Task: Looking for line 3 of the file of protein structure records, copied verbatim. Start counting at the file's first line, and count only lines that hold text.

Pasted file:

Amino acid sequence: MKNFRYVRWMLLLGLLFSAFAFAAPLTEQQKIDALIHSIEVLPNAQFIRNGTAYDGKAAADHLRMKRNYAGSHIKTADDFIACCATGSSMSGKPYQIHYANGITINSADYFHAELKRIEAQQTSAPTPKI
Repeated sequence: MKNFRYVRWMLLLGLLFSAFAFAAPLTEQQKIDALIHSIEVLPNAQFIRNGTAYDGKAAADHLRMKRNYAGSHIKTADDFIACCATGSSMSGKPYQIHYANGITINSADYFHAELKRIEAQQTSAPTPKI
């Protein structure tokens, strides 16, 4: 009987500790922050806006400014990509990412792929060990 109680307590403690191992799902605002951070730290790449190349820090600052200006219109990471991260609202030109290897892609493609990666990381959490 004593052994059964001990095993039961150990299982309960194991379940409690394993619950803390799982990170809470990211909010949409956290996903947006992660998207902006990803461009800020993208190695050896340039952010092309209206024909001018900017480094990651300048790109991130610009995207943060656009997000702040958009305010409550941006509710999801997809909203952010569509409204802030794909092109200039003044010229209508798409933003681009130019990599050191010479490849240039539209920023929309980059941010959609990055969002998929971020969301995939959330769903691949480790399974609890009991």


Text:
């Protein structure tokens, strides 16, 4: 009987500790922050806006400014990509990412792929060990 109680307590403690191992799902605002951070730290790449190349820090600052200006219109990471991260609202030109290897892609493609990666990381959490 004593052994059964001990095993039961150990299982309960194991379940409690394993619950803390799982990170809470990211909010949409956290996903947006992660998207902006990803461009800020993208190695050896340039952010092309209206024909001018900017480094990651300048790109991130610009995207943060656009997000702040958009305010409550941006509710999801997809909203952010569509409204802030794909092109200039003044010229209508798409933003681009130019990599050191010479490849240039539209920023929309980059941010959609990055969002998929971020969301995939959330769903691949480790399974609890009991």